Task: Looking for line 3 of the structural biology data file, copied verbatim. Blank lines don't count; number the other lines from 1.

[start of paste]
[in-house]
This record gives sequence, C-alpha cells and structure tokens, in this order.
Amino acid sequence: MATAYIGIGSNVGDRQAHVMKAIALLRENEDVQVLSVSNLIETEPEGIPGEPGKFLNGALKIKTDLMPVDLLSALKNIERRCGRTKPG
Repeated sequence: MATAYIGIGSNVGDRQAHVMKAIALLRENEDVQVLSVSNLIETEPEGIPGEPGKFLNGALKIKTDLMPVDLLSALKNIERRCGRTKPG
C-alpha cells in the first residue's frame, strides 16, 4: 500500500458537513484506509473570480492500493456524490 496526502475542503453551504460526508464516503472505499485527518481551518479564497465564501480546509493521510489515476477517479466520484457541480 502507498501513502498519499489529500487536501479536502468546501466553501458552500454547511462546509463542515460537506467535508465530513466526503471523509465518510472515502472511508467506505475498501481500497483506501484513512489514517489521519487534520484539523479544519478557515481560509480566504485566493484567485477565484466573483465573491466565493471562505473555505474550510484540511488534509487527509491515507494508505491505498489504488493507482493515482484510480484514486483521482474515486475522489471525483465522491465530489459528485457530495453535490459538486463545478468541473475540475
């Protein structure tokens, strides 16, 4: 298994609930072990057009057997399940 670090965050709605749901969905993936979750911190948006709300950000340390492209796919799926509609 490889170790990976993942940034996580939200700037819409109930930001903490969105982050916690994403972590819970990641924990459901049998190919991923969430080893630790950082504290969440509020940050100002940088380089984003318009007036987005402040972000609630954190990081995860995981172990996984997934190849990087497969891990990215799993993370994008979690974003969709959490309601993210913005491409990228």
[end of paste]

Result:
Amino acid sequence: MATAYIGIGSNVGDRQAHVMKAIALLRENEDVQVLSVSNLIETEPEGIPGEPGKFLNGALKIKTDLMPVDLLSALKNIERRCGRTKPG